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Prudential Insurance Co. v. National Labor Relations Board

decided: May 2, 1969.


Friendly, Kaufman and Hays, Circuit Judges. Friendly, C. J. (dissenting).

Author: Kaufman


We are called upon to determine whether the circumstances present here require the employer to comply with the union's request for a list of the names and addresses of its employees in a bargaining unit of which the union is the exclusive bargaining representative.


The Prudential Insurance Company of America (hereinafter Prudential) is engaged in the business of selling and issuing insurance and annuity contracts throughout the United States. The Insurance Workers International Union, AFL-CIO (hereinafter the Union), is the collective bargaining representative of Prudential's District Agents within an extensive bargaining unit we shall shortly describe. On September 19, 1967, the Union filed its charge with the Board stating that by refusing to supply it with a list of the names and addresses of the district agents in the bargaining unit it represented, Prudential had committed unfair labor practices in violation of § 8(a)(5) and (1) of the National Labor Relations Act. Thereupon, the Board issued a complaint and notice of hearing charging Prudential with refusing to bargain in good faith. In its answer, Prudential admitted refusing to supply the requested list, but denied that this action constituted an unfair labor practice.

Subsequently, the parties entered into a stipulation setting forth the relevant facts and waiving a hearing, a Trial Examiner's decision, the filing of exceptions, and oral argument before the Board. The Board approved the stipulation and accepted transfer of the case for findings of fact, conclusions of law and the issuance of a decision and order based thereon. After all parties filed briefs, the Board on November 13, 1968, determined that Prudential's refusal to furnish the Union with the requested list constituted an unfair labor practice within the meaning of § 8(a)(5) and (1) of the Act, and ordered Prudential to furnish the Union with such a list upon request. Prudential petitions this court to review and set aside the order, and the Board cross-petitions for enforcement.*fn1 The Union has intervened on the side of the Board. For the reasons set forth below, we deny Prudential's petition for review, and grant the Board's cross-petition for enforcement.


Prudential has recognized the Union as the exclusive bargaining representative of its district agents within the bargaining unit since 1959, and the two have entered into successive collective bargaining agreements since that time. The most recent of these agreements was executed on September 25, 1967, and will remain in effect until September 29, 1969.

The bargaining unit of Prudential district agents represented by the Union, and covered by the agreement, is extraordinary in every respect. As of the end of 1967,*fn2 the year the Union filed its charge, the unit consisted of approximately 16,795 district agents employed by Prudential in thirty-four states plus the District of Columbia and the city of Toledo, Ohio.*fn3 For administrative purposes, Prudential has divided the operations of its agents within this area into 478 districts, with a district office located in each. Additionally, in 228 of these districts Prudential maintains one or more "detached" offices, which are administratively related to the district office of the district in which they are located; in all, there are 419 such detached offices.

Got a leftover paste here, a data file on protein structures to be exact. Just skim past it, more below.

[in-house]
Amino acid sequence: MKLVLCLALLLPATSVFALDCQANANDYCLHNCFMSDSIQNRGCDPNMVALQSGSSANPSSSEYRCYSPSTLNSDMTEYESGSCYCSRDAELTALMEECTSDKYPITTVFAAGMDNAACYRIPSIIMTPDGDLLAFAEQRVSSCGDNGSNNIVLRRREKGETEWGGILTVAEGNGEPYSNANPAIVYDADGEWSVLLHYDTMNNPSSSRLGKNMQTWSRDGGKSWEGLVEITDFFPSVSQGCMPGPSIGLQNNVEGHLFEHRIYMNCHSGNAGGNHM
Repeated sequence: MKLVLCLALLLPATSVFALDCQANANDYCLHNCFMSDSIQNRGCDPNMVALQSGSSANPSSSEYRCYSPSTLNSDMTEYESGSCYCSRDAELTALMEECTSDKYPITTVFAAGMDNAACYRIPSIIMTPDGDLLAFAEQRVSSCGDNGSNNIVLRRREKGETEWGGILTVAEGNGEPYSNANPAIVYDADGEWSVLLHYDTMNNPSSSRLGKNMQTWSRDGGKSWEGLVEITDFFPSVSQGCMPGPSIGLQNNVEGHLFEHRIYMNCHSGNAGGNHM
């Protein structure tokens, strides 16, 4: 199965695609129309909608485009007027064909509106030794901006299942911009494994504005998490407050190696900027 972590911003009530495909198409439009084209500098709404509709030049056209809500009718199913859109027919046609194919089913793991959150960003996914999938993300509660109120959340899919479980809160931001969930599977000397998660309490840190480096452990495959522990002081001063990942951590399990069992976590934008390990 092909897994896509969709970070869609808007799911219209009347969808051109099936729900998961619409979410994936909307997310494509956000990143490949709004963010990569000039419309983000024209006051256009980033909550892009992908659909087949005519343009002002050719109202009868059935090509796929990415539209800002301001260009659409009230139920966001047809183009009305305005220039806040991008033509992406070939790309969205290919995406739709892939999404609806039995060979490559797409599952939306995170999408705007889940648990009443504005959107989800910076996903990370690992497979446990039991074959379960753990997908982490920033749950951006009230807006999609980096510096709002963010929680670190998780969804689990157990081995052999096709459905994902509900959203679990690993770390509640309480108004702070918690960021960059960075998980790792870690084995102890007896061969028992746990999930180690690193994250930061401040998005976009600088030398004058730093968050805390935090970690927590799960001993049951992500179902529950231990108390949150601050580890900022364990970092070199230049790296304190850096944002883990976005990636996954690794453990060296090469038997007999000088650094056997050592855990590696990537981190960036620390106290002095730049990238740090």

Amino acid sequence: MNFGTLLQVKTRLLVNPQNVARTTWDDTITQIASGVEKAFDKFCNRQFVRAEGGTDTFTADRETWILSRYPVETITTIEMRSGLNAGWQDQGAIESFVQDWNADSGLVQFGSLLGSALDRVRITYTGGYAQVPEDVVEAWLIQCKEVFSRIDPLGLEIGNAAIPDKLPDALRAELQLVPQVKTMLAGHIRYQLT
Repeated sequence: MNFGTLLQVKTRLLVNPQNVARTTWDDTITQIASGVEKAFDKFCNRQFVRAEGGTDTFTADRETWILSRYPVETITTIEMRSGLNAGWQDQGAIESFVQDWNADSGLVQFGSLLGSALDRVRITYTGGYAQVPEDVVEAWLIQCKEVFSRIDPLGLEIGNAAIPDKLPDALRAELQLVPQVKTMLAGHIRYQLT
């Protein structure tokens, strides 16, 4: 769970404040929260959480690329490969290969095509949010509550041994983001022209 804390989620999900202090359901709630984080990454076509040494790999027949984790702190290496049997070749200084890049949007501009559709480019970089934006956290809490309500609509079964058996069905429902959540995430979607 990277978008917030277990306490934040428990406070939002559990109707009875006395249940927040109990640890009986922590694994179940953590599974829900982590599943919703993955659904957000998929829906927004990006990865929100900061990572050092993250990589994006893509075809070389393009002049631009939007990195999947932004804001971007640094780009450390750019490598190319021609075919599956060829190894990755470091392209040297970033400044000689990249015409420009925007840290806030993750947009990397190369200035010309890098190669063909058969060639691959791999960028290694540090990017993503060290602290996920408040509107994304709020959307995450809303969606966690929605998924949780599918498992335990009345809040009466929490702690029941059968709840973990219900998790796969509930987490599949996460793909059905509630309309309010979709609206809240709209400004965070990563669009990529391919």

Each of the more than 16,000 district agents within the unit is assigned to one of these 897 district or detached offices maintained by Prudential across the United States. The maximum number of agents assigned to the largest district office is forty-seven, the maximum number assigned to the smallest detached office is four. Approximately 90% of these agents are required by Prudential to report to the office to which they are assigned on Tuesday mornings for 1 1/2 to 2 hours and on Friday mornings for 2 1/2 to 3 hours for meetings; the remainder report less frequently because of difficulties in traveling from their place of work to their district or detached office.*fn4 The agents all spend the rest of their time working individually in the field.

Although the Union has sought a security clause in each negotiation for a new collective bargaining agreement with Prudential, no such provision has ever been included in any of their agreements. In fact, only about 9,702 of the 16,795 agents in the unit, or 57.4%, are Union members, a very slight increase from the 55.7% membership in 1959 when the Union was first recognized as the agents' bargaining representative. Moreover, the distribution of Union members throughout the unit is highly uneven; in fact, 221 of the district and detached offices, to which approximately 2,243 district agents are assigned, have no Union members.

In addition, the rate of turnover of district agents within the bargaining unit is about 25% per year. In 1967, for example, Prudential hired approximately 4,315 new district agents, while 4,241 other agents were terminated. The Union experiences a similar annual turnover in the composition of its membership; in 1967, it gained approximately 2,455 new members, while losing approximately 2,352 of its old membership.

In contrast to the size of Prudential and the extensiveness of this bargaining unit, the Union is relatively small. It has 178 local union organizations in the area encompassed by the bargaining unit. Substantially all of Prudential's district and detached offices in the unit are within the jurisdiction of one of these local unions, which also represent the employees of other insurance companies as well as Prudential agents. The Union employs ...

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